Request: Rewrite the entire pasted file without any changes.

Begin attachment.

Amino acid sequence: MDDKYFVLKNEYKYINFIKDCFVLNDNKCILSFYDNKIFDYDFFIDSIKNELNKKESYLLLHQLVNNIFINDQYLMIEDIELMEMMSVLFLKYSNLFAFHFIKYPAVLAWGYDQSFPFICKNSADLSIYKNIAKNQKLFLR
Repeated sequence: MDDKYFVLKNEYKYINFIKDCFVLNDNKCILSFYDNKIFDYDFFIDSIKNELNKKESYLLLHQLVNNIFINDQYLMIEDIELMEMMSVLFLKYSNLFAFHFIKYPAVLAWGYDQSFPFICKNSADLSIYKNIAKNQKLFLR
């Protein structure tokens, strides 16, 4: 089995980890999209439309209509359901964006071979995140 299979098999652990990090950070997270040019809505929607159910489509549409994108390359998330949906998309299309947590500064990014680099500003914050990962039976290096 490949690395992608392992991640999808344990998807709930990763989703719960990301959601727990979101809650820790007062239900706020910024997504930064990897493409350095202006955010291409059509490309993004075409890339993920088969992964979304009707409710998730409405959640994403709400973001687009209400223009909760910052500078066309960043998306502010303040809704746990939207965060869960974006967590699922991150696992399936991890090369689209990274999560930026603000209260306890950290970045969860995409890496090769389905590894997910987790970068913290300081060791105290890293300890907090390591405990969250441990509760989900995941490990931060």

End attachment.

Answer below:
Amino acid sequence: MDDKYFVLKNEYKYINFIKDCFVLNDNKCILSFYDNKIFDYDFFIDSIKNELNKKESYLLLHQLVNNIFINDQYLMIEDIELMEMMSVLFLKYSNLFAFHFIKYPAVLAWGYDQSFPFICKNSADLSIYKNIAKNQKLFLR
Repeated sequence: MDDKYFVLKNEYKYINFIKDCFVLNDNKCILSFYDNKIFDYDFFIDSIKNELNKKESYLLLHQLVNNIFINDQYLMIEDIELMEMMSVLFLKYSNLFAFHFIKYPAVLAWGYDQSFPFICKNSADLSIYKNIAKNQKLFLR
């Protein structure tokens, strides 16, 4: 089995980890999209439309209509359901964006071979995140 299979098999652990990090950070997270040019809505929607159910489509549409994108390359998330949906998309299309947590500064990014680099500003914050990962039976290096 490949690395992608392992991640999808344990998807709930990763989703719960990301959601727990979101809650820790007062239900706020910024997504930064990897493409350095202006955010291409059509490309993004075409890339993920088969992964979304009707409710998730409405959640994403709400973001687009209400223009909760910052500078066309960043998306502010303040809704746990939207965060869960974006967590699922991150696992399936991890090369689209990274999560930026603000209260306890950290970045969860995409890496090769389905590894997910987790970068913290300081060791105290890293300890907090390591405990969250441990509760989900995941490990931060």